Larry Hamlin
Reply to  Curious George
June 4, 2017 12:01 pm

The EIA 2016 CO2 emissions data total for the U.S. is at:
This data includes electric power, transportation, industrial, commercial and residential energy sector uses.

Reply to  Curious George
June 4, 2017 12:59 pm

Transportation fuel is not “energy related”?

Reply to  Curious George
June 4, 2017 1:00 pm

In any case, the bottom graph shows total CO2 emissions.

Reply to  Curious George
June 4, 2017 1:26 pm

Why is this still about CO2 emissions?

John Harmsworth
Reply to  Curious George
June 4, 2017 3:26 pm

The “science” says no discernible warming for 18 years! The science shows no evidence that observed changes since the little ice age are related to CO2 levels! Sure! Let’s use science!

Reply to  Curious George
June 4, 2017 5:53 pm

It’s concrete that isn’t included. And for the US, our old concrete is absorbing most of the CO2 the newly made concrete is emitting.

Reply to  Greg Woods
June 4, 2017 9:49 am

Forget the science – the Green Blob doesn’t care other than a a fig leaf for their political aims.
The over the top invective and government-regulations-are-the only-solution messaging we get right now from the MSM are to a T what we got when the then Conservative government in Canada had the courage to walk away from Kyoto.
Bottom political line is that without any of the US, China, India, Russia or Japan, any global climate initiative is hot air. They all know it – and note that all the lovey dovey rhetoric aside, there was no mention of sustained support for Paris in the joint EU-China communique yesterday.

Reply to  Greg Woods
June 4, 2017 11:19 am

The Cause isn’t science. Science is just a tool.

Reply to  Greg Woods
June 4, 2017 3:24 pm

“Ay, there’s the rub”.
The masses don’t know science (understanding the science requires curiosity, persistence of study, skepticism and some amount of intelligence). The masses are lazy and mostly know only celebrity, ideology, peer bias and emotion. And, they have been conditioned to trust the media.
A grandstanding local politician has pledged that our county will abide by the Paris Climate Agreement as if he has such power and has the consent of the people. Who does he think he is? Barack Obama?

Bob Kutz
Reply to  Greg Woods
June 5, 2017 8:43 am

The problem is, Zombies do not understand and are completely unwilling to read real science.

June 4, 2017 6:15 am

This is more or less like an apocalyptic cult having prophesied the end of the world on Thursday.
On Friday they decide to live their lives as if the world could end tomorrow.
The failure of prophecy only increases the belief of the faithful. We are not dealing with science or policy. We are dealing with religious fervor, and that does not die when its prophecies are falsified.

Reply to  michel
June 4, 2017 6:35 am

They sound so over the top asinine that I have to believe most people with their feet grounded in anything resembling reality are tuning this out by now. Don’t forget, we’ve been listening to the same shi*t for over 30 years . . . and nothing at all is happening. Most people aren’t idiots–unless they’ve been “educated” to be.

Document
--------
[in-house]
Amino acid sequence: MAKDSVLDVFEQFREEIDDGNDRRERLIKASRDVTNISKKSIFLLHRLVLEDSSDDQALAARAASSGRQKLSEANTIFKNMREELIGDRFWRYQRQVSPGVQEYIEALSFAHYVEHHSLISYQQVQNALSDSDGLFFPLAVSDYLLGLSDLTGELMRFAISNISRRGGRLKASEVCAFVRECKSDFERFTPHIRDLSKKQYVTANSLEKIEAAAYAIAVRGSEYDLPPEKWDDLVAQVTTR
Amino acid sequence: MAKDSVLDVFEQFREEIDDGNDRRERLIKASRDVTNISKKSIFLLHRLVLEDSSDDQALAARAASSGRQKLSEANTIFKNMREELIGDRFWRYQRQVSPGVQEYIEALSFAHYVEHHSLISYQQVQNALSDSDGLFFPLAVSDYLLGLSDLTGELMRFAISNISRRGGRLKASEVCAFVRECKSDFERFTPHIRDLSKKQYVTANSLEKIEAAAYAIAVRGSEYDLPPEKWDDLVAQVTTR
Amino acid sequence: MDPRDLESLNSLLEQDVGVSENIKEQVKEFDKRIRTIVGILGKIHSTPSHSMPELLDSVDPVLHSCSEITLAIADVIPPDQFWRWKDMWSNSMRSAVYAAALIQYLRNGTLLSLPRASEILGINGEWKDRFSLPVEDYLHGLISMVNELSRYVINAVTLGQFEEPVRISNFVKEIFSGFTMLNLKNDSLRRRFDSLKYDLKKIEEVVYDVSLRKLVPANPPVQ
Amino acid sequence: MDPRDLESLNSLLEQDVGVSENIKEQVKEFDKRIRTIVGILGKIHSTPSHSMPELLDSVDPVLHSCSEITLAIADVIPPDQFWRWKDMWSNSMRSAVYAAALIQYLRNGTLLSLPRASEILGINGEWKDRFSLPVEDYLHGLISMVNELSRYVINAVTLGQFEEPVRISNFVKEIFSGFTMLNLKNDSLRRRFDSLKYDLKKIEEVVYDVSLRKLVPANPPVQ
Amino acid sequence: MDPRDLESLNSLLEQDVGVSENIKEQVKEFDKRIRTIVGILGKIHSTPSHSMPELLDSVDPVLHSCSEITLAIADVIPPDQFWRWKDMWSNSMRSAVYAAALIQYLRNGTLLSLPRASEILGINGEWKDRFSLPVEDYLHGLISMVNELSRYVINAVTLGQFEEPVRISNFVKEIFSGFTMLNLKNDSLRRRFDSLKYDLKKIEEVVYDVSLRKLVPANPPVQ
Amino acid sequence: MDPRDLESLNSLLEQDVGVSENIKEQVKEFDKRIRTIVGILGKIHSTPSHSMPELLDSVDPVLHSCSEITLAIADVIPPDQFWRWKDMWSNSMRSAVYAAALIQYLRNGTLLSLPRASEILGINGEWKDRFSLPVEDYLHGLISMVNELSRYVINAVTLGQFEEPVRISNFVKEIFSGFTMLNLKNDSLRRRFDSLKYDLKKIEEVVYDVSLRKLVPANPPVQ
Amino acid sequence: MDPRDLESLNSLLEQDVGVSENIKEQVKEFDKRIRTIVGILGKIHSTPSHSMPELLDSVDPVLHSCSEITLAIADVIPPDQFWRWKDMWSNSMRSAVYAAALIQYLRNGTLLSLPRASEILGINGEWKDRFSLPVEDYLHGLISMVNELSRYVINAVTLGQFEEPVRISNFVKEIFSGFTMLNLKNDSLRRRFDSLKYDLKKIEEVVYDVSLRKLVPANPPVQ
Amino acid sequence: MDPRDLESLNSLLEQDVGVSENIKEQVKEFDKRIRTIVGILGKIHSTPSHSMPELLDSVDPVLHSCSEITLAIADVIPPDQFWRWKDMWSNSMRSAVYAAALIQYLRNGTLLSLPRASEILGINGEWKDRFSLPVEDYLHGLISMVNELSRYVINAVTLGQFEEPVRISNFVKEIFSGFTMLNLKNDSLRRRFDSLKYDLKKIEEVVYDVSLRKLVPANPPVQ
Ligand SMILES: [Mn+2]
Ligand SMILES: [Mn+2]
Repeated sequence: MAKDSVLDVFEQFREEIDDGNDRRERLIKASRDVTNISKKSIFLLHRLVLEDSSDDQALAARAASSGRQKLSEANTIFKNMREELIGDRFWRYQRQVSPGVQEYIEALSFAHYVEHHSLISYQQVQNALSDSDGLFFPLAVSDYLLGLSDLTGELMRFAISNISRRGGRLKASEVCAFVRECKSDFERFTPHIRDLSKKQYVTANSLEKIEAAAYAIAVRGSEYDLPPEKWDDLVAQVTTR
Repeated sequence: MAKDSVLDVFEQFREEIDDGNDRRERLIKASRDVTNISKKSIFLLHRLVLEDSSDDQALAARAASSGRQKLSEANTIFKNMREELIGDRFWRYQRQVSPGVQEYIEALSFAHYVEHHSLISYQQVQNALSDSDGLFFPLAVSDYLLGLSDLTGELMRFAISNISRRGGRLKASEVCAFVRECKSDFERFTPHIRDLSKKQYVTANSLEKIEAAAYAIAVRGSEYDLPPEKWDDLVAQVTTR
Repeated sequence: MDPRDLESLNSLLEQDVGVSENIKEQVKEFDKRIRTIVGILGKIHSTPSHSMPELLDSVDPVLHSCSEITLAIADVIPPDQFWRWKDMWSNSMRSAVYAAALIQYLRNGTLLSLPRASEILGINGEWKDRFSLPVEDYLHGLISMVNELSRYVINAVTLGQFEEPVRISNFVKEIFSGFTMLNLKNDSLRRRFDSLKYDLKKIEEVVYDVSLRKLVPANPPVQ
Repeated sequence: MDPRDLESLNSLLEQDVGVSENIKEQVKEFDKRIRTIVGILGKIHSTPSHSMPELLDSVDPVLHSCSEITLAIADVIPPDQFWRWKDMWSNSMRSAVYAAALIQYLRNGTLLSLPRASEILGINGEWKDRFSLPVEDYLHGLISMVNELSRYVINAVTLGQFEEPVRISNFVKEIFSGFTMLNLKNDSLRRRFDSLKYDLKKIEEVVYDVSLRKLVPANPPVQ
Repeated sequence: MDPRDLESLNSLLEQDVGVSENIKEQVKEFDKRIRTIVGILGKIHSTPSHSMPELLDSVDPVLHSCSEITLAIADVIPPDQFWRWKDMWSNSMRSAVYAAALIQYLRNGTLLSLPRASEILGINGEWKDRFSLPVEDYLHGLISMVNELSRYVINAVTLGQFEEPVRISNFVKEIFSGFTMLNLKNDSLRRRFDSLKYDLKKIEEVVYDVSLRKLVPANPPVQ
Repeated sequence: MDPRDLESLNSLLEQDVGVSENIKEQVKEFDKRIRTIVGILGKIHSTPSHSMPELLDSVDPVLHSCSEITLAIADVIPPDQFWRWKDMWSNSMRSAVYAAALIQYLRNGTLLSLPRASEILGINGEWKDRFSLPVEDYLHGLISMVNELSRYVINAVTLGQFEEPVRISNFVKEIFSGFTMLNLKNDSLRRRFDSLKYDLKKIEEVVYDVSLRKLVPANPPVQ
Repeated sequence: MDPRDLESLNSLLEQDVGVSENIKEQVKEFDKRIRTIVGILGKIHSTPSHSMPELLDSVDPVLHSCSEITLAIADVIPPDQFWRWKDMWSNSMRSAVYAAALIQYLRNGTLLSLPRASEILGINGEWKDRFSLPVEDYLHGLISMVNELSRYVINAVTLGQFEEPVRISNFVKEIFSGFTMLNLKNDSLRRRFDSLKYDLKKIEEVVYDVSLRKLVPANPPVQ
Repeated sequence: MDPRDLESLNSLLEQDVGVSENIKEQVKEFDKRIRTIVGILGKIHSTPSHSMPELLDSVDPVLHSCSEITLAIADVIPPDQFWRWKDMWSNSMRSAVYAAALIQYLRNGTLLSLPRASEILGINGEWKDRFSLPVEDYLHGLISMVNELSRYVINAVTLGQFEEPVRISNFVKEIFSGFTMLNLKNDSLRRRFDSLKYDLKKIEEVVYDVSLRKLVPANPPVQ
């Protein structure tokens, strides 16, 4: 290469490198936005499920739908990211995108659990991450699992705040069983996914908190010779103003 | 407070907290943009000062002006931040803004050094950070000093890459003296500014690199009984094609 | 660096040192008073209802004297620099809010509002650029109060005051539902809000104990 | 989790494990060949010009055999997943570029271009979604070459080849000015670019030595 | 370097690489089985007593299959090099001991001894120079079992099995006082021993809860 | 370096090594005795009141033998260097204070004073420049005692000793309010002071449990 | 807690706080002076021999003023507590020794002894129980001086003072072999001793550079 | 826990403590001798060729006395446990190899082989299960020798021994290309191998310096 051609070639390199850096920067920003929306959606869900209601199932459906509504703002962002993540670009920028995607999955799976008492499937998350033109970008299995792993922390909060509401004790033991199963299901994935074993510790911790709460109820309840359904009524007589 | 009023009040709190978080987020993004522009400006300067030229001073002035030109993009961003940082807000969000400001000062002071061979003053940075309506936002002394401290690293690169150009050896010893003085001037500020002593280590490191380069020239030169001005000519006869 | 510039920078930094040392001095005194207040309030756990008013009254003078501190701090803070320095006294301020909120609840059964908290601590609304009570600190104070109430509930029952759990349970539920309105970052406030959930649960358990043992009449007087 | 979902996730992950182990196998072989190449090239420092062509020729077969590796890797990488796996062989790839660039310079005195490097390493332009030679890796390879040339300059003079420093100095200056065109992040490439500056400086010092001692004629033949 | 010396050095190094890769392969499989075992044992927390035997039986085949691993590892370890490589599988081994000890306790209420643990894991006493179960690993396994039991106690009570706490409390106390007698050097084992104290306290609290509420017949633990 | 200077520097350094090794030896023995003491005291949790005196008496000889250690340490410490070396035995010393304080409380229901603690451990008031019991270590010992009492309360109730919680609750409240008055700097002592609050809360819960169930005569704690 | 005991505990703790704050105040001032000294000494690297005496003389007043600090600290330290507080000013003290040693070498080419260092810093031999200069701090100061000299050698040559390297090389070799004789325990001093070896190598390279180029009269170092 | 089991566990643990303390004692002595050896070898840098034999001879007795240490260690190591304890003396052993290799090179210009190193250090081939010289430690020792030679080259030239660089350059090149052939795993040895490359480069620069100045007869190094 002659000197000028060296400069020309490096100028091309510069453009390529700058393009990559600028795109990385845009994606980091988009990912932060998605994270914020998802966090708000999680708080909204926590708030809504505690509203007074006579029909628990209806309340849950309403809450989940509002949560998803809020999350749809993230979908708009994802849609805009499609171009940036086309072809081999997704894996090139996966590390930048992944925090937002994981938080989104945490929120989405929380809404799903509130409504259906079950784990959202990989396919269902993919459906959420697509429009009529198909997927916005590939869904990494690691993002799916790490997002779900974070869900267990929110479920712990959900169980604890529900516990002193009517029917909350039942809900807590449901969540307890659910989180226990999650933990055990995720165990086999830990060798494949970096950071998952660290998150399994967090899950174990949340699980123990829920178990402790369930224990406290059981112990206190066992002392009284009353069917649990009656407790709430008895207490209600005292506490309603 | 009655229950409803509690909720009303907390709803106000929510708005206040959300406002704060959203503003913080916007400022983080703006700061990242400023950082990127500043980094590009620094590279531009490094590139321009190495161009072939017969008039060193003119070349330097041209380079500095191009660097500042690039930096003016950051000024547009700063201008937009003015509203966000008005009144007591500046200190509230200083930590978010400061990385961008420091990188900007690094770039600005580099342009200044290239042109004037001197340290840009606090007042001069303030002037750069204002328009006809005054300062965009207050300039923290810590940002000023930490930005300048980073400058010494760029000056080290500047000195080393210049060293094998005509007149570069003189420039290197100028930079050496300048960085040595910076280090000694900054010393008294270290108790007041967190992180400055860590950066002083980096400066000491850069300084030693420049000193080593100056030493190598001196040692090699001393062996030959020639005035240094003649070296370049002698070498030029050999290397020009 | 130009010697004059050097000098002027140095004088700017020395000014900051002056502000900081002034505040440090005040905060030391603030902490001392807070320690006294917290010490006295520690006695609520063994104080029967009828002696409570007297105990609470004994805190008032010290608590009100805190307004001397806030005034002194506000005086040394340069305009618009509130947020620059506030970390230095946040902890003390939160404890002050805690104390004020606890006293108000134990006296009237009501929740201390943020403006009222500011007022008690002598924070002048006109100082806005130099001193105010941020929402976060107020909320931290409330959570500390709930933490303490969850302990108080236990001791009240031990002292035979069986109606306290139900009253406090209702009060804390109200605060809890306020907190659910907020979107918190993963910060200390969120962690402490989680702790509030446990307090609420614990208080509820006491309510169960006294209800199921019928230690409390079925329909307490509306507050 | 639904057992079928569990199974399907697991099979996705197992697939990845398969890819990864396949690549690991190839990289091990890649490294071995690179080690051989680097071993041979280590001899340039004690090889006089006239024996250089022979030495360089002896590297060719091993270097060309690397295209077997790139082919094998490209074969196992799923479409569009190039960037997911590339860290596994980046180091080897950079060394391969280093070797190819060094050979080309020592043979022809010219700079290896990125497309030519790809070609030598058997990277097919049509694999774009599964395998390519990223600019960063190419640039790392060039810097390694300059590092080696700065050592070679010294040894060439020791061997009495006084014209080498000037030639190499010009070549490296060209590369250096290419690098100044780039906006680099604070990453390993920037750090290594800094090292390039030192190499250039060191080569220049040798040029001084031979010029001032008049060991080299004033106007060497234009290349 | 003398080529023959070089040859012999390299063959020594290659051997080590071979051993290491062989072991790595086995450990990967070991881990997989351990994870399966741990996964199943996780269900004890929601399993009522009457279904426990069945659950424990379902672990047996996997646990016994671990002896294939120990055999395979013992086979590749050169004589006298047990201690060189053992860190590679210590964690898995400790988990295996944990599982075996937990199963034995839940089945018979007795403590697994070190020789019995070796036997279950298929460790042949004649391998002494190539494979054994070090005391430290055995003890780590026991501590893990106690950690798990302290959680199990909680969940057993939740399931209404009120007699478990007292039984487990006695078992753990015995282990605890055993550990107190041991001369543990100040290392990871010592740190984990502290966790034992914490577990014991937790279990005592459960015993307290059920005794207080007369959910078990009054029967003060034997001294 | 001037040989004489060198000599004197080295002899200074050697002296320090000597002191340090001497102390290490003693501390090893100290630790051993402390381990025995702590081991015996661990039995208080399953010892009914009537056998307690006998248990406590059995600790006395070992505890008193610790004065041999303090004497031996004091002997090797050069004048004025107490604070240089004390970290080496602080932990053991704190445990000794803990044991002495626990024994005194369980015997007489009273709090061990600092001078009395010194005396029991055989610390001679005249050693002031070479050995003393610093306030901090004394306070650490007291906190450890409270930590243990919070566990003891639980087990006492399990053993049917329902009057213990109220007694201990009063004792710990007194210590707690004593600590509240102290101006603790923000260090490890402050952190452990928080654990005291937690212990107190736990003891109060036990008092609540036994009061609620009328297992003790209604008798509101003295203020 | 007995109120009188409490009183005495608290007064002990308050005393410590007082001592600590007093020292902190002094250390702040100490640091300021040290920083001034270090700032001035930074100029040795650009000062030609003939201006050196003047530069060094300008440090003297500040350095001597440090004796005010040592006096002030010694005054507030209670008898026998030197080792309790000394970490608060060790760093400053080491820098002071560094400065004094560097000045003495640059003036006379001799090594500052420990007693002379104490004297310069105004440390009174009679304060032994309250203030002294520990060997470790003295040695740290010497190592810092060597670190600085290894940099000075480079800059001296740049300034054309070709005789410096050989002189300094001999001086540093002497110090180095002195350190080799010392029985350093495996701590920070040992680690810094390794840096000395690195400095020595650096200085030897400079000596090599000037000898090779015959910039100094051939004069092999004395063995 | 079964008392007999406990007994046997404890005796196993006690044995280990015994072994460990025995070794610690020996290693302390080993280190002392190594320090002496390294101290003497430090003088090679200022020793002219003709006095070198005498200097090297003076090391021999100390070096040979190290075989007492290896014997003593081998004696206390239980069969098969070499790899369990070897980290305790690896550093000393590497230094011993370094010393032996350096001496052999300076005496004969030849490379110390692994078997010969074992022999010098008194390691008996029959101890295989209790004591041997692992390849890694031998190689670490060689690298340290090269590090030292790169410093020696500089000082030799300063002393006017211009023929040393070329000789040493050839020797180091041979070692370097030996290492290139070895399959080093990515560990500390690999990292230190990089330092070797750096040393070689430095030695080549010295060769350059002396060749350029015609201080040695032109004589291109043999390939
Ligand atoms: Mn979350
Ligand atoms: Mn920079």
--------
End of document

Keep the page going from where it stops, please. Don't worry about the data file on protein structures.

Reply to  Goldrider
June 4, 2017 6:53 am

You don’t know my college educated relatives. They simply ignore any information no spoon fed to them by NPR. Not kidding.

Dan Harrison
Reply to  Goldrider
June 4, 2017 10:04 am

“Most people aren’t idiots-unless they’ve been ‘educated’ to be.”
This struck a nerve. After a conversation yesterday with a very intelligent lady who leans strongly toward the “left” or “progressive” or “activist” mindset, I realized that she had been taught to reason in ways that promote this mindset. What’s going on now in our Universities is disheartening. But then, I’ve also recognized over the past few years that the old style University model has been dying a slow death for some time, due most visibly to the sky-high cost of an education and with alternatives beginning to show their mettle. (MIT currently has approximately 25,000 enrolled worldwide in a series of on-line graduate level engineering logistics (supply chain management) courses in an experimental offering through edX.org.) We have a long way to go to develop effective alternatives, but I’m beginning to see some light at the end of a long dark tunnel.

Reply to  Goldrider
June 4, 2017 10:22 am

Joel June 4, 2017 at 6:53 am
You don’t know my college educated relatives. …

The education system has a lot to answer for. When I was a kid, before a degree was necessary for any meaningful job, you went to university to learn to think.
These days … not so much.
I’m having trouble finding the link but it goes something like this: Obama was talking to a bunch of technical students and said something like, “You guys get jobs.” A university professor countered him and pointed out that her students learn to write essays based on very little evidence. In other words, she trains students to make up convincing BS out of whole cloth.
Henry Mintzberg points out that MBA students learn to make up convincing BS based on stuff they don’t understand when they do case studies. The result is that when they try management, they fail.